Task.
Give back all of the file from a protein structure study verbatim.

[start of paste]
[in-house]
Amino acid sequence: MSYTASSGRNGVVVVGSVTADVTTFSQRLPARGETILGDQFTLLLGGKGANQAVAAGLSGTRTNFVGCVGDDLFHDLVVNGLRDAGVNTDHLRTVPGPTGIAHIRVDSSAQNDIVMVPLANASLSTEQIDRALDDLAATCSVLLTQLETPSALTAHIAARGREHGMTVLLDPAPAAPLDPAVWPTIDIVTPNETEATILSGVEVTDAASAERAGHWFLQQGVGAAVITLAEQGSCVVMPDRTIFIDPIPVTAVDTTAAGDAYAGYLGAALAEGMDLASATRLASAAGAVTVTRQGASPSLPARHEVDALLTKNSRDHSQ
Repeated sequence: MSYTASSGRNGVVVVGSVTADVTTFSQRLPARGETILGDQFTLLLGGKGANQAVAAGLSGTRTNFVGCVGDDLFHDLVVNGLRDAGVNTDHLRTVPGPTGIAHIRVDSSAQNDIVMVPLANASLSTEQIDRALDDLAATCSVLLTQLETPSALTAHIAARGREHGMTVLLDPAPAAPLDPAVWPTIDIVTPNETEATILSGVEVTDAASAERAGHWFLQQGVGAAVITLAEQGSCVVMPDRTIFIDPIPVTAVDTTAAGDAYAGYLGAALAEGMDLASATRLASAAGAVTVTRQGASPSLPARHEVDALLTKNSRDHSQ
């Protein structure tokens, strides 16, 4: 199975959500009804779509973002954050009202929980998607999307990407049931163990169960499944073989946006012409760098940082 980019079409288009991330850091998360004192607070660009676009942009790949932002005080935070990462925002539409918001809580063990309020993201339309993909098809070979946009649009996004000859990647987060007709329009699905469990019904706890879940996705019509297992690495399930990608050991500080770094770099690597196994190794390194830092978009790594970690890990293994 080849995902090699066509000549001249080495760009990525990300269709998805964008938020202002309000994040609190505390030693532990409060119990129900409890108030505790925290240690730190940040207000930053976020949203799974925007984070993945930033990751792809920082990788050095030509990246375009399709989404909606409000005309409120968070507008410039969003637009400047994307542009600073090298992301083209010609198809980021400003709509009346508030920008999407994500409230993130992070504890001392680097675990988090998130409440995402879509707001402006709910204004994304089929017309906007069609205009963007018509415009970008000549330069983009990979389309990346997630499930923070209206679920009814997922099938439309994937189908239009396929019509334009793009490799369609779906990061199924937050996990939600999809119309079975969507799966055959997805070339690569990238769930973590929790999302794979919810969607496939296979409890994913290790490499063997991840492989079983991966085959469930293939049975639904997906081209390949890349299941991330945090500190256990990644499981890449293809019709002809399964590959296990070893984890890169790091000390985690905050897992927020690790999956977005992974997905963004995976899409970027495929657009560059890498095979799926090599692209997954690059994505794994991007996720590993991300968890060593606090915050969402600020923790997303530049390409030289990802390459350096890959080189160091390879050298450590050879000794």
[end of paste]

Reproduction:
[in-house]
Amino acid sequence: MSYTASSGRNGVVVVGSVTADVTTFSQRLPARGETILGDQFTLLLGGKGANQAVAAGLSGTRTNFVGCVGDDLFHDLVVNGLRDAGVNTDHLRTVPGPTGIAHIRVDSSAQNDIVMVPLANASLSTEQIDRALDDLAATCSVLLTQLETPSALTAHIAARGREHGMTVLLDPAPAAPLDPAVWPTIDIVTPNETEATILSGVEVTDAASAERAGHWFLQQGVGAAVITLAEQGSCVVMPDRTIFIDPIPVTAVDTTAAGDAYAGYLGAALAEGMDLASATRLASAAGAVTVTRQGASPSLPARHEVDALLTKNSRDHSQ
Repeated sequence: MSYTASSGRNGVVVVGSVTADVTTFSQRLPARGETILGDQFTLLLGGKGANQAVAAGLSGTRTNFVGCVGDDLFHDLVVNGLRDAGVNTDHLRTVPGPTGIAHIRVDSSAQNDIVMVPLANASLSTEQIDRALDDLAATCSVLLTQLETPSALTAHIAARGREHGMTVLLDPAPAAPLDPAVWPTIDIVTPNETEATILSGVEVTDAASAERAGHWFLQQGVGAAVITLAEQGSCVVMPDRTIFIDPIPVTAVDTTAAGDAYAGYLGAALAEGMDLASATRLASAAGAVTVTRQGASPSLPARHEVDALLTKNSRDHSQ
């Protein structure tokens, strides 16, 4: 199975959500009804779509973002954050009202929980998607999307990407049931163990169960499944073989946006012409760098940082 980019079409288009991330850091998360004192607070660009676009942009790949932002005080935070990462925002539409918001809580063990309020993201339309993909098809070979946009649009996004000859990647987060007709329009699905469990019904706890879940996705019509297992690495399930990608050991500080770094770099690597196994190794390194830092978009790594970690890990293994 080849995902090699066509000549001249080495760009990525990300269709998805964008938020202002309000994040609190505390030693532990409060119990129900409890108030505790925290240690730190940040207000930053976020949203799974925007984070993945930033990751792809920082990788050095030509990246375009399709989404909606409000005309409120968070507008410039969003637009400047994307542009600073090298992301083209010609198809980021400003709509009346508030920008999407994500409230993130992070504890001392680097675990988090998130409440995402879509707001402006709910204004994304089929017309906007069609205009963007018509415009970008000549330069983009990979389309990346997630499930923070209206679920009814997922099938439309994937189908239009396929019509334009793009490799369609779906990061199924937050996990939600999809119309079975969507799966055959997805070339690569990238769930973590929790999302794979919810969607496939296979409890994913290790490499063997991840492989079983991966085959469930293939049975639904997906081209390949890349299941991330945090500190256990990644499981890449293809019709002809399964590959296990070893984890890169790091000390985690905050897992927020690790999956977005992974997905963004995976899409970027495929657009560059890498095979799926090599692209997954690059994505794994991007996720590993991300968890060593606090915050969402600020923790997303530049390409030289990802390459350096890959080189160091390879050298450590050879000794």